If a dentist cannot assign the patient’s toothache despite X-rays and other tests, it is not uncommon for a cold to cause the pain. But how does a cold affect tooth, and where does the pain come from? Learn more about the causes, symptoms, and treatments for toothache for cold here.
Causes of toothache with a cold
The most common causes of toothache are tooth decay, periodontitis, muscle tension because of teeth grinding, or diseases of the dental nerve. Sometimes, the toothache does not originate in the mouth but is caused by an inflammation of the sinuses or other diseases in the nasopharynx.
Why does a cold cause tooth pain?
Directly above the oral cavity, to the right and left of the nose, are the large paranasal sinuses, also called maxillary sinuses. Besides the maxillary sinus, humans have other sinuses, such as another cavity behind the forehead, the so-called “frontal sinus”. With a cold, a runny nose, or a sinus infection (sinusitis), the bacteria feel comfortable in the warm, moist cavities of the sinuses – and secretion collects in the maxillary sinuses and in the frontal sinus. In addition, the mucous membrane in the sinuses swells until it becomes blocked: your nose is tight, your head feels heavy.
This nasal congestion can also cause a toothache. If the nose is blocked by a swelling of the mucous membrane and accumulated secretion, the pressure also affects the teeth. The pain is then often perceived as a toothache in the upper jaw because the tooth roots in the upper jaw are exceptionally long and the root tips are in the sinus cavity.
Other causes: Chronic maxillary sinus inflammation because of a dead tooth
Sometimes a dead tooth with its roots protruding into the maxillary sinus can cause chronic inflammation in this sinus. Here, the tooth nerve must be removed in a root canal treatment. The swelling of the mucous membrane usually disappears after the successful treatment of the dead tooth root.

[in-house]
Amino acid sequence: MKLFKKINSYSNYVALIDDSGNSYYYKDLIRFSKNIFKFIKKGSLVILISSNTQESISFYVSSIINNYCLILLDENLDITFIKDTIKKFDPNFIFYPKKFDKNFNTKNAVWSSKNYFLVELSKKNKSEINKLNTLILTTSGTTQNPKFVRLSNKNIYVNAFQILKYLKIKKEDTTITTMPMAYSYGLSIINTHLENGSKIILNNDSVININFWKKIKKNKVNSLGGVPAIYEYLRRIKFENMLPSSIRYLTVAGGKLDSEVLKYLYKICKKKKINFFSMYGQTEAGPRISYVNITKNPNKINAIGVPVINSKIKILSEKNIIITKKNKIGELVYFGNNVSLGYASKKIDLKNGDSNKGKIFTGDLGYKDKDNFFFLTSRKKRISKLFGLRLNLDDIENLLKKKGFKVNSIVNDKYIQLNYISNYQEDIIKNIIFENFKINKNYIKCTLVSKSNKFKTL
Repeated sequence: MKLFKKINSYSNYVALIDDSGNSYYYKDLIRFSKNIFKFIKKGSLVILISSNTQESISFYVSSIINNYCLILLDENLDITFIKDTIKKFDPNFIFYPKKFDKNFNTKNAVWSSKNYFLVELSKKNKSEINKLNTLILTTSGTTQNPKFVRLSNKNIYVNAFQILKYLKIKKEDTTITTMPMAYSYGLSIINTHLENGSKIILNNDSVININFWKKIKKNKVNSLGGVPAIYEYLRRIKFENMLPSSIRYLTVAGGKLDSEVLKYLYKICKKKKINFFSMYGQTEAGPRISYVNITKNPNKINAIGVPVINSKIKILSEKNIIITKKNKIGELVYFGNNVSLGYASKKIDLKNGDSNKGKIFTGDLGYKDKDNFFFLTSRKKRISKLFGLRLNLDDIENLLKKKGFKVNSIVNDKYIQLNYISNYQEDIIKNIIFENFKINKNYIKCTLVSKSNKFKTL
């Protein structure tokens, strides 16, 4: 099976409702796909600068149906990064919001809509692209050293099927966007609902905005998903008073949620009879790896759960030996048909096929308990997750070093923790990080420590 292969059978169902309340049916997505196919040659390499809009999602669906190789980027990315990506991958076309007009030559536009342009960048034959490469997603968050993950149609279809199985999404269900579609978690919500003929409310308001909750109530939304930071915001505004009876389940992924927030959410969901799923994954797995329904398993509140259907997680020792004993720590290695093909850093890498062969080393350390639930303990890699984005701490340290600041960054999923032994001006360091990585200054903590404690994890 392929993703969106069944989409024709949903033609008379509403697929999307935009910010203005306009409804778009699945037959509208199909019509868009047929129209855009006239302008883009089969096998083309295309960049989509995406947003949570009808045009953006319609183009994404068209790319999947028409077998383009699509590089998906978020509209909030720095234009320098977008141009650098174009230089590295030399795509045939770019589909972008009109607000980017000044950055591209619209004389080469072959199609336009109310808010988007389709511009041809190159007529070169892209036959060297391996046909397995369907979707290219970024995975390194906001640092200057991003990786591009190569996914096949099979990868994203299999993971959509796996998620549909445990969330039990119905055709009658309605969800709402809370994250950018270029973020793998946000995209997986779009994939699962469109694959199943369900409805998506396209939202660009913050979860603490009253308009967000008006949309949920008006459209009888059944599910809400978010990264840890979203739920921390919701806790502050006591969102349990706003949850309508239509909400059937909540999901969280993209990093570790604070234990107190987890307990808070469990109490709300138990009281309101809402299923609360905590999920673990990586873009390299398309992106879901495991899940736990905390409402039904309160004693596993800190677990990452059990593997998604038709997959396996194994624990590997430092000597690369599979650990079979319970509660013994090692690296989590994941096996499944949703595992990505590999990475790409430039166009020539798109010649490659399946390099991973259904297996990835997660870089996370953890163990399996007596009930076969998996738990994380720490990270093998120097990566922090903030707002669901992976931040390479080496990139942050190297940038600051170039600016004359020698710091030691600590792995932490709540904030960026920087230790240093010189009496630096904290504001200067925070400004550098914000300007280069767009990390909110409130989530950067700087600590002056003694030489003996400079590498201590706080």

Typical symptoms of inflammation of the sinuses (sinusitis)
With sinusitis, besides other symptoms, pain in the upper jaw teeth occurs. How the expression of the misfiling varies. Many patients feel pressure pain, while others’ teeth are sensitive to knocking. It is noticeable, however, that
several teeth are affected at the same time.
Symptoms of an acute sinus infection:
· Several teeth in the upper jaw are sensitive to knocking / pressure
· general feeling of weakness
· a headache
· runny/stuffy nose
· Pressure on the head/face when leaning forward
Treating a cold & sinus infection with toothache
If healthy teeth cause pain when you have a cold, a visit to the dentist, or special treatment for the toothache is usually unnecessary. Once the symptoms of the common cold go away, your toothache will go away too. If this is not the case, have it examined by your dentist.
Treating a cold
Regardless of the toothache, cold or mild sinusitis is treated with hot drinks and decongestant nasal sprays or nasal drops, unless otherwise prescribed. For the pain, you can take an anti-inflammatory or fever-lowering pain reliever after consulting your doctor. In addition, it has proven to be useful to additionally moisten the mucous membranes by inhalation.
Home remedies & tips for treating a cold:
· hot drinks
· nasal decongestant sprays or nasal drops
· Inhale with saline or essential oils
· in consultation with your doctor: over-the-counter pain relievers
Treatment of severe sinus infection
With severe sinusitis, besides the use of nasal drops, nasal sprays, inhalation, and over-the-counter pain relievers, prescription drugs, such as antibiotics, must be prescribed in rare cases.
The cause of your symptoms is then a serious bacterial infection that cannot be compared to a runny nose or a cold. In addition, you can carry out the measures described above, in consultation with your doctor, to support the antibiotic treatment.
No matter whether you suffer from a cold, a runny nose, a sinus infection, or a toothache: We wish you a speedy recovery!